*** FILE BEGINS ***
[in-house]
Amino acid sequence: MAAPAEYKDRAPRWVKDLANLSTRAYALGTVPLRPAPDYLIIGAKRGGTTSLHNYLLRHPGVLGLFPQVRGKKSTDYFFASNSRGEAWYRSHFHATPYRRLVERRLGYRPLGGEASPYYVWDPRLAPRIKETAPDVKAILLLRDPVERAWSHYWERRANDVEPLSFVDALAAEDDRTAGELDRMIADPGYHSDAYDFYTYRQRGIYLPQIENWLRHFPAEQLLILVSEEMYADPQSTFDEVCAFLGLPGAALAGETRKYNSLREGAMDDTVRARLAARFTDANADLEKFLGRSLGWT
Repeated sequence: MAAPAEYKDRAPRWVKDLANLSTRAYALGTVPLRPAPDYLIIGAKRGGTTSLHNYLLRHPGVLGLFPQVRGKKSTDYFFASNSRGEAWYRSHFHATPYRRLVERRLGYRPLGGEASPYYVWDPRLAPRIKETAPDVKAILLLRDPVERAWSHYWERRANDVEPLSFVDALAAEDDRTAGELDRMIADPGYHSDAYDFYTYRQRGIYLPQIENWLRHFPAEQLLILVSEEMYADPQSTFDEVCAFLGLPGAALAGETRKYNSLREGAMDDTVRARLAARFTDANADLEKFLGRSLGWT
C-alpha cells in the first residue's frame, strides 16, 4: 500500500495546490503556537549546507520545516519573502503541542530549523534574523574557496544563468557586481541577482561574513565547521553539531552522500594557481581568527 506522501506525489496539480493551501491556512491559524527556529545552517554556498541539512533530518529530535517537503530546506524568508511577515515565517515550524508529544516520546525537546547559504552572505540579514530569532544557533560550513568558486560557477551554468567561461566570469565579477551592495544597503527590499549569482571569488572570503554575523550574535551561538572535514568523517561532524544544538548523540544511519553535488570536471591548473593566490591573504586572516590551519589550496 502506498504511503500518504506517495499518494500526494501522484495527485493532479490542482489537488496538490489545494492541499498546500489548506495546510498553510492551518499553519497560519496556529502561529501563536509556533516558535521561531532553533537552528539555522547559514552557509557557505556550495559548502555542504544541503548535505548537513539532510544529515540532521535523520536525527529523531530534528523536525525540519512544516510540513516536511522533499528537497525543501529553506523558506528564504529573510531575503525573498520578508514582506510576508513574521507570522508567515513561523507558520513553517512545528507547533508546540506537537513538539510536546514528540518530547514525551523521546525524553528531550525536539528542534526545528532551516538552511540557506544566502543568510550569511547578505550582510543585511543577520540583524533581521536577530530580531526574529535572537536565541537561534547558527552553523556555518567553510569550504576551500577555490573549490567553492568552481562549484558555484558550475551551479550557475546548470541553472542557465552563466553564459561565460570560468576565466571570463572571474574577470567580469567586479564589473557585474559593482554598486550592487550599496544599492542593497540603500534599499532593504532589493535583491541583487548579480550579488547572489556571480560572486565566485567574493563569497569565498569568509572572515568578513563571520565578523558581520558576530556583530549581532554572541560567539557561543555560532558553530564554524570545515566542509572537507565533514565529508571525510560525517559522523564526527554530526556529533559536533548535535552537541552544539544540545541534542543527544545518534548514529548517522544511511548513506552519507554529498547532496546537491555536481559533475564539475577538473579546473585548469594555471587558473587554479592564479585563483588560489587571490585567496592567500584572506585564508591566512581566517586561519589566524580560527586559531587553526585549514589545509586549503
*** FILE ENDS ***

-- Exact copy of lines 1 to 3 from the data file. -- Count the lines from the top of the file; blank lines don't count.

[in-house]
Amino acid sequence: MAAPAEYKDRAPRWVKDLANLSTRAYALGTVPLRPAPDYLIIGAKRGGTTSLHNYLLRHPGVLGLFPQVRGKKSTDYFFASNSRGEAWYRSHFHATPYRRLVERRLGYRPLGGEASPYYVWDPRLAPRIKETAPDVKAILLLRDPVERAWSHYWERRANDVEPLSFVDALAAEDDRTAGELDRMIADPGYHSDAYDFYTYRQRGIYLPQIENWLRHFPAEQLLILVSEEMYADPQSTFDEVCAFLGLPGAALAGETRKYNSLREGAMDDTVRARLAARFTDANADLEKFLGRSLGWT
Repeated sequence: MAAPAEYKDRAPRWVKDLANLSTRAYALGTVPLRPAPDYLIIGAKRGGTTSLHNYLLRHPGVLGLFPQVRGKKSTDYFFASNSRGEAWYRSHFHATPYRRLVERRLGYRPLGGEASPYYVWDPRLAPRIKETAPDVKAILLLRDPVERAWSHYWERRANDVEPLSFVDALAAEDDRTAGELDRMIADPGYHSDAYDFYTYRQRGIYLPQIENWLRHFPAEQLLILVSEEMYADPQSTFDEVCAFLGLPGAALAGETRKYNSLREGAMDDTVRARLAARFTDANADLEKFLGRSLGWT